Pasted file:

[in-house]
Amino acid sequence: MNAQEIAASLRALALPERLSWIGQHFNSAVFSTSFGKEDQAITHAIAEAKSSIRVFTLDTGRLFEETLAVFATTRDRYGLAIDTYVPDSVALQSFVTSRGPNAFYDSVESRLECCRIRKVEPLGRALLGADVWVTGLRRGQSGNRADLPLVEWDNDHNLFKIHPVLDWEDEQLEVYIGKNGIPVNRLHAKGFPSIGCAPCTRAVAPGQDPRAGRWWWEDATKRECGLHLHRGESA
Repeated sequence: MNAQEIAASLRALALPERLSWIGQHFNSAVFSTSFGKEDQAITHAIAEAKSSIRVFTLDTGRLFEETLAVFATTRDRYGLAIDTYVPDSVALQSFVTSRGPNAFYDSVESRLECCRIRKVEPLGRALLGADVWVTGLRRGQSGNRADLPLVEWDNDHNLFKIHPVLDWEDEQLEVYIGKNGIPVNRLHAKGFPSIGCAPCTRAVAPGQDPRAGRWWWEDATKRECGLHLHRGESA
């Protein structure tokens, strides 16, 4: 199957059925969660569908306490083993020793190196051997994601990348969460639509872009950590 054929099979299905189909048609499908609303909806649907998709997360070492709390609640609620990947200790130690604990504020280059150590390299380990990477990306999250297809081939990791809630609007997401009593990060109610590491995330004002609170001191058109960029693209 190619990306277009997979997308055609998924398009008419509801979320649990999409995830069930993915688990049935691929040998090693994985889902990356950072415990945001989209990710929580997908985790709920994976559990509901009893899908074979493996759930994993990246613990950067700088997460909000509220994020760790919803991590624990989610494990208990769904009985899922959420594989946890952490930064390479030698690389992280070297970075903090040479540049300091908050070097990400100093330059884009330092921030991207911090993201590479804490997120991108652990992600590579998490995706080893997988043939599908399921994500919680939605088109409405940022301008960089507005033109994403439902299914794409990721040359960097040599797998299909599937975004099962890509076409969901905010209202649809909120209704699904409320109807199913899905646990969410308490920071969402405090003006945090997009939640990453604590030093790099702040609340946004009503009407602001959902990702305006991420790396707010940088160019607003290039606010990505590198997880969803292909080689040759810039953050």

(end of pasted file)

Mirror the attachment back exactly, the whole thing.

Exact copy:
[in-house]
Amino acid sequence: MNAQEIAASLRALALPERLSWIGQHFNSAVFSTSFGKEDQAITHAIAEAKSSIRVFTLDTGRLFEETLAVFATTRDRYGLAIDTYVPDSVALQSFVTSRGPNAFYDSVESRLECCRIRKVEPLGRALLGADVWVTGLRRGQSGNRADLPLVEWDNDHNLFKIHPVLDWEDEQLEVYIGKNGIPVNRLHAKGFPSIGCAPCTRAVAPGQDPRAGRWWWEDATKRECGLHLHRGESA
Repeated sequence: MNAQEIAASLRALALPERLSWIGQHFNSAVFSTSFGKEDQAITHAIAEAKSSIRVFTLDTGRLFEETLAVFATTRDRYGLAIDTYVPDSVALQSFVTSRGPNAFYDSVESRLECCRIRKVEPLGRALLGADVWVTGLRRGQSGNRADLPLVEWDNDHNLFKIHPVLDWEDEQLEVYIGKNGIPVNRLHAKGFPSIGCAPCTRAVAPGQDPRAGRWWWEDATKRECGLHLHRGESA
């Protein structure tokens, strides 16, 4: 199957059925969660569908306490083993020793190196051997994601990348969460639509872009950590 054929099979299905189909048609499908609303909806649907998709997360070492709390609640609620990947200790130690604990504020280059150590390299380990990477990306999250297809081939990791809630609007997401009593990060109610590491995330004002609170001191058109960029693209 190619990306277009997979997308055609998924398009008419509801979320649990999409995830069930993915688990049935691929040998090693994985889902990356950072415990945001989209990710929580997908985790709920994976559990509901009893899908074979493996759930994993990246613990950067700088997460909000509220994020760790919803991590624990989610494990208990769904009985899922959420594989946890952490930064390479030698690389992280070297970075903090040479540049300091908050070097990400100093330059884009330092921030991207911090993201590479804490997120991108652990992600590579998490995706080893997988043939599908399921994500919680939605088109409405940022301008960089507005033109994403439902299914794409990721040359960097040599797998299909599937975004099962890509076409969901905010209202649809909120209704699904409320109807199913899905646990969410308490920071969402405090003006945090997009939640990453604590030093790099702040609340946004009503009407602001959902990702305006991420790396707010940088160019607003290039606010990505590198997880969803292909080689040759810039953050």